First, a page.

I'm not sure engine HP can be calculated by prop diameter, pitch and rpm.

The typical equation for prop 'thrust horsepower' is HP = Thrust (pounds) x velocity (mph) / 375

It got me thinking. Maybe one could attach a digital scale (I have a digital fish scale) to the model on the ground and see what the static thrust is being generated by the engine. Then fly the model and calculate the tangential velocity based on lap speed and line length. Then put the results in the equation above and see the resultant HP.

But not sure of the overall accuracy. The static thrust on the ground will be a bit higher compared to level flight as I understand the engine unloads a bit once in level flight.

You cannot determine the shaft HP from the static thrust, even on the ground. I can tell you now what the static drag HP is without even a measurement, it is zero, because no work it being done on the airplane.

One thing that you seem to be muddling is shaft power and the airframe power/drag power that the airplane is absorbing.

The unload it not "a bit", it is a factor of 2 or more, and varies greatly depending on the prop efficiency in the actual position. The shaft HP is function of the torque and the RPM, as stated above. The power being absorbed by the airplane in a static condition is the drag x the speed.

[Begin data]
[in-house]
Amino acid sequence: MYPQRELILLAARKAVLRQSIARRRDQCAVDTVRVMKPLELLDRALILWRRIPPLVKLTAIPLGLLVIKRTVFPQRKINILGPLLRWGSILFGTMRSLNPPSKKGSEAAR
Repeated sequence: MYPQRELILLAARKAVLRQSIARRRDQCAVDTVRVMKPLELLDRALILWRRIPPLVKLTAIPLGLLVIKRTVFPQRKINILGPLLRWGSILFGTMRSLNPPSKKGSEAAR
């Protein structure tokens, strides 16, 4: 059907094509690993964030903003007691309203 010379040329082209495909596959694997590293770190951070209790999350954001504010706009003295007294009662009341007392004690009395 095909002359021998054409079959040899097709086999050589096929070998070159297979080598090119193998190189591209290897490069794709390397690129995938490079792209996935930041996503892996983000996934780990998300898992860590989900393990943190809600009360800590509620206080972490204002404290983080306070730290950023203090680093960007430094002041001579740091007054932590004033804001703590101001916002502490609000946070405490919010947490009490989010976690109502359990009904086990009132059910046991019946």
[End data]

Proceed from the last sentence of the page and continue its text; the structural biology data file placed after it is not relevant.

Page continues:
The shaft HP relationship to the thrust power is a function of the prop efficiency, which is very optimistically 60-70% (large high pitch at low RPM) and very low, maybe in the 30% range or lower (small diameter, low pitch, high RPM) and exactly zero either on the ground - it's not moving so no power is transferred to the airplane - or when it if moving forward with enough speed that the thrust goes to zero - the airspeed equals the effective pitch x RPM.

While I think it is important to understand the basic relationships and in this case, the terminology, it's usually not terribly critical to know your torque curve, drag HP, etc, to more than in the ballpark values, since you select everything by how it functions rather than by analysis. We have done a fair bit of actual real testing over the years, with good precision, but more-or-less to confirm our observations rather than using it directly to design or trim anything.

Brett